Hey there, time traveller!
This article was published 17/1/2013 (1376 days ago), so information in it may no longer be current.
THE first rule about The Fight Network is you talk about The Fight Network as much as possible.
Leonard Asper, who just celebrated his second anniversary as its CEO, has been talking up the Toronto-based specialty channel with advertisers and content providers in the hopes of creating a mini-global empire.
"Our goal is to have six to eight niche sports and men's lifestyle channels," he said.
The longtime CEO of Canwest Global Communications, before the Winnipeg-based company went bankrupt in 2009, took a couple of significant steps to that end last week.
First, Anthem Media Group, the parent of The Fight Network and of which Asper is 51 per cent owner, was granted regulatory approval to launch its second channel, one dedicated to fantasy sports.
The channel, which will target sports fans who make up their own fantasy squads in a variety of sports -- the industry is estimated to be worth $4 billion a year in North America -- is expected to launch early this summer.
A couple of days later, Anthem made a "significant" equity investment in The Pursuit Channel, America's largest outdoor television network. Focusing on hunting and fishing, it's available in 38 million homes in the U.S.
Asper has also signed his first international expansion deal that will launch The Fight Network in Angola and Mozambique on Feb. 15 and in Portugal at the end of March.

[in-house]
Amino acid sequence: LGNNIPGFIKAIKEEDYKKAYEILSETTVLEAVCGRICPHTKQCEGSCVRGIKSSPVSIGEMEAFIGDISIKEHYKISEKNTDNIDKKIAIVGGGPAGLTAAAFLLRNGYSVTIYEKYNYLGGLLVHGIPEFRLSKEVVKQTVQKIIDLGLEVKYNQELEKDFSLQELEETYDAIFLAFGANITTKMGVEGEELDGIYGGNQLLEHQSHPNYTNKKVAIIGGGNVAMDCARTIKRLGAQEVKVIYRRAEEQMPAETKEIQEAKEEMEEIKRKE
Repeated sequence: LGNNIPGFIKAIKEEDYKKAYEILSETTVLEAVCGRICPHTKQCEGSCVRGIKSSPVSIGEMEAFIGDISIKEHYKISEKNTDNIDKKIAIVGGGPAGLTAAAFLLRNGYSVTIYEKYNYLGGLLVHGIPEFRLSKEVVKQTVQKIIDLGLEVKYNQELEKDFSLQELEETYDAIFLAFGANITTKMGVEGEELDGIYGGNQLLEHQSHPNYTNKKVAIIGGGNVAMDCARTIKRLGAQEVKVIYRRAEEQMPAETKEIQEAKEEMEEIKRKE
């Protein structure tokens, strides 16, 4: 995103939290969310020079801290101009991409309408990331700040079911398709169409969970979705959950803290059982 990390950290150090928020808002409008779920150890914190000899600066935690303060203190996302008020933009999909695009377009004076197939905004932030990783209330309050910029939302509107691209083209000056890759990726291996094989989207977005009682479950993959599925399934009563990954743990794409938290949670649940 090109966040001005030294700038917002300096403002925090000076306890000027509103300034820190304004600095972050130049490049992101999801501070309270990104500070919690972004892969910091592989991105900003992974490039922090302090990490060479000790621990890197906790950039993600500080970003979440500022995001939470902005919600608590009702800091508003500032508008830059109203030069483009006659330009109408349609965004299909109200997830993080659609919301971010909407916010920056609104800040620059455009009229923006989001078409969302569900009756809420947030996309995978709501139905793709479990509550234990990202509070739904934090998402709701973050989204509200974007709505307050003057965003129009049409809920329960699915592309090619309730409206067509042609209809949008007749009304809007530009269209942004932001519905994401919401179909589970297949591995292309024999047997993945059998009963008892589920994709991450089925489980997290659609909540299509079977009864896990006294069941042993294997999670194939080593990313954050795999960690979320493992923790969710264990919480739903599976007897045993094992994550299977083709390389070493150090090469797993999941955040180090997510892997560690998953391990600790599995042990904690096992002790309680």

If that wasn't enough, he is also working on some carriage deals with cable providers in Canada to put The Fight Network in their packages for customers. His goal is to get the channel included in the most popular ones so it results in the biggest boost to its subscriber base.
"It's kind of like shelf space at Loblaws. You want to be at eye level in the front of the store," he said.
"It's a niche channel. It was never meant to have mass appeal but you only need 10 to 20 per cent of a market (to make it profitable)."
Asper spends much of his time on a plane as he tries to build up The Fight Network's international business and profile. He is a regular visitor to Winnipeg, where he still has many friends and some business interests.
None of this expansion would have been possible if it weren't for Asper leading an overhaul of the channel's brand shortly after he came on board in December 2010.
The first move was to boost its programming of live fight events, such as boxing, mixed martial arts and kickboxing. It went from six hours in 2010, up to 200 hours in 2011 and to 300 hours last year. Then, Asper revamped the logo to be more stylized and consistent with other sports channels (and didn't have blood on it).
Other programming additions included interview shows in which fighters discussed their lives outside of the ring.
"It's softening the channel but keeping the hardcore happy. The softening brought in a whole host of advertisers, like beer and car companies. It used to just be 'get new abs,' " he said.
"Now we're up to 60 or so mainstream advertisers. The ad revenue has gone through the roof. That got us more capital to reinvest in programming."
Also this year, the channel built a studio and started doing its own news programming, including doing live press conferences.
Asper wants to increase the subscriber base in Canada, currently at about 1.1 million people, up 250,000 from two years ago, launch The Fight Network in other markets and build up the number of channels under the corporate umbrella.